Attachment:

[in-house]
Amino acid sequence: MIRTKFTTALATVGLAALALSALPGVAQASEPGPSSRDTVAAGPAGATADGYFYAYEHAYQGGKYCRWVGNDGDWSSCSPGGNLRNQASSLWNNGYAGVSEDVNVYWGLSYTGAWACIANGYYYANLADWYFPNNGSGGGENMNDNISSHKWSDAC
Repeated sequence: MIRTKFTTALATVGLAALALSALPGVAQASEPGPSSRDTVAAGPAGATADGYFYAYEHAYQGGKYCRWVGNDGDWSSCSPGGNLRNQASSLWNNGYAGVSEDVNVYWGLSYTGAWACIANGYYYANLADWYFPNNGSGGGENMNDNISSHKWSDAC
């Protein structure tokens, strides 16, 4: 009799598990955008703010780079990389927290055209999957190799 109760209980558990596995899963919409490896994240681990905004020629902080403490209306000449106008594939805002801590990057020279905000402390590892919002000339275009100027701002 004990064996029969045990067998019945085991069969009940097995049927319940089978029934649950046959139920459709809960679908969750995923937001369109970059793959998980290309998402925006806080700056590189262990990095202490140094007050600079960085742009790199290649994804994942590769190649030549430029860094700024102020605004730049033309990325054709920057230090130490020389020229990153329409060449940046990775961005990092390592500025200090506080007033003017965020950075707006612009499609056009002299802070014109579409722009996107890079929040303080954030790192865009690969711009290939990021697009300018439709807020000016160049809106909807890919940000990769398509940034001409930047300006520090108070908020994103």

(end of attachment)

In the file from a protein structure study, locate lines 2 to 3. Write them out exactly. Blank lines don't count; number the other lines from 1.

Amino acid sequence: MIRTKFTTALATVGLAALALSALPGVAQASEPGPSSRDTVAAGPAGATADGYFYAYEHAYQGGKYCRWVGNDGDWSSCSPGGNLRNQASSLWNNGYAGVSEDVNVYWGLSYTGAWACIANGYYYANLADWYFPNNGSGGGENMNDNISSHKWSDAC
Repeated sequence: MIRTKFTTALATVGLAALALSALPGVAQASEPGPSSRDTVAAGPAGATADGYFYAYEHAYQGGKYCRWVGNDGDWSSCSPGGNLRNQASSLWNNGYAGVSEDVNVYWGLSYTGAWACIANGYYYANLADWYFPNNGSGGGENMNDNISSHKWSDAC